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Graflex Sid



Joined: 10 Jan 2003
Posts: 221
Location: London,England

PostPosted: Sun Feb 12, 2006 9:25 am    Post subject: Reply with quote

All this research should have been done years ago while it was fresh in the minds of the Vets..most are now waiting for the last post themselves.

Im not alluding to you folks here,it's much too late to expect 'old stagers'to cough up info after all these years and remain accurate.No wonder they talk about china plates.

What is needed here is a mass publicity campaign throughout the States,perhaps with the help of NBC or ABC,to find these guys.Make a great story.This needs the power of the press behind this venture.Im surprised Nat Geographical or those like it,haven't caught on to this story,and being the most popular camera in the World,and it's vast background.Come on America get a grip.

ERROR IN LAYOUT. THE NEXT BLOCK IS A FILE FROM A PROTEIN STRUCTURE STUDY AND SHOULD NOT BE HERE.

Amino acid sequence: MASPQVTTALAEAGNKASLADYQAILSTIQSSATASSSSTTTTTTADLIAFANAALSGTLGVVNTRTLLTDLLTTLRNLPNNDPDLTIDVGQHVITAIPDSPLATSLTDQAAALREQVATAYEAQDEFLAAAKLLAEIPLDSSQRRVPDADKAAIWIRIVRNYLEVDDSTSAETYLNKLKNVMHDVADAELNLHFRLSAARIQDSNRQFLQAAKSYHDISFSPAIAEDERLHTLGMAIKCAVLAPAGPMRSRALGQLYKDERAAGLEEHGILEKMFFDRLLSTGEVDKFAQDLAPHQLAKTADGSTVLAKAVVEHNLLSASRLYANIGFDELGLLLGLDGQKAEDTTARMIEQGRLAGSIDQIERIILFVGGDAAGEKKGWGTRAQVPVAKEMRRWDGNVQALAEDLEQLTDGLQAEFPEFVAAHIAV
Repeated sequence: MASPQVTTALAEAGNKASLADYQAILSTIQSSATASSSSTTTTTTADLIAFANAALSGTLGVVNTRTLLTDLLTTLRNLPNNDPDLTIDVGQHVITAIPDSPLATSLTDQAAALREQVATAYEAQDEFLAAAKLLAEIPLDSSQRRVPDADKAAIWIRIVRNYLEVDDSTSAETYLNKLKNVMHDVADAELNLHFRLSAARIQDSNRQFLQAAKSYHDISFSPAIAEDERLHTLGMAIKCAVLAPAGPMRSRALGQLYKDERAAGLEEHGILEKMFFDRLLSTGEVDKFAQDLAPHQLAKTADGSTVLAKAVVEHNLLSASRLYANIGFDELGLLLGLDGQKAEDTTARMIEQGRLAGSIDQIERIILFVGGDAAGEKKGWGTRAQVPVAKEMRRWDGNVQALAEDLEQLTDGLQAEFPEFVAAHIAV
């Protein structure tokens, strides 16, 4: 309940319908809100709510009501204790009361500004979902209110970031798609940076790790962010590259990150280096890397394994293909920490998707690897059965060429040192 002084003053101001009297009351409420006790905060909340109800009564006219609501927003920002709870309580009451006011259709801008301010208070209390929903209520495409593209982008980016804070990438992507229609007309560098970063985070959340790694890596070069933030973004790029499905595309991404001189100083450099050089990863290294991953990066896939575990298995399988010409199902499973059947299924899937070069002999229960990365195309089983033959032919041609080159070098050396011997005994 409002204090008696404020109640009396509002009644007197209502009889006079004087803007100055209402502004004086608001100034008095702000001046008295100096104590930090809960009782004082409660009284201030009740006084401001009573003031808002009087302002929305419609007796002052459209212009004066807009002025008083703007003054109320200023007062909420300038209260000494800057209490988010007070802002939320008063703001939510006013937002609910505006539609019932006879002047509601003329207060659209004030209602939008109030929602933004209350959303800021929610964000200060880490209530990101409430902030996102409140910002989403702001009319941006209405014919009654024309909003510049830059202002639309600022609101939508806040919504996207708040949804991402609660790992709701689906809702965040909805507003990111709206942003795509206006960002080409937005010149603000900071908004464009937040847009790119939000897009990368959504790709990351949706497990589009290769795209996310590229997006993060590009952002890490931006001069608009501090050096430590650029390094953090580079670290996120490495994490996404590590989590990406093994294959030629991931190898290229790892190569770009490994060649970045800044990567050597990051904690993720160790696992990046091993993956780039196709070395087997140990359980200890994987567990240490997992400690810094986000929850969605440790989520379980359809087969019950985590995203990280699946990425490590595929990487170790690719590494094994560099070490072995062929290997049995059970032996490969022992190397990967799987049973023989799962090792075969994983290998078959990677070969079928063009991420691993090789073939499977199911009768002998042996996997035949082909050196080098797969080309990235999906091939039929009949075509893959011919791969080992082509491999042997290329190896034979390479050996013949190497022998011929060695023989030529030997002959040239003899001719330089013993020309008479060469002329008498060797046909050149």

Just hoping the next door neighbour will tell us his/her experience is pie in the sky.
It's getting late,and time is running out FAST!.

It's no good advertising through this forum either,most perhaps don't know it exists,and remember war photographers then just look upon the work as compulsory during the war years,and rather 'forget' that nasty experience.

My years in the London Blitz as a boy with bombs raining down is something I'd rather not talk about,extremely painful subject.

I can understand the effect it had on photographers on the beaches or battlefields of World War 2.My heart goes out to them.

But somewhere out there,and as I say,with publicity & research, a couple will talk before it's too late.
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pv17vv



Joined: 22 Dec 2001
Posts: 255
Location: The Ardennes, Belgium

PostPosted: Sun Feb 12, 2006 8:16 pm    Post subject: Reply with quote

Sid, this is exactly what I'm thinking but you said it better - after all English is your language and not mine.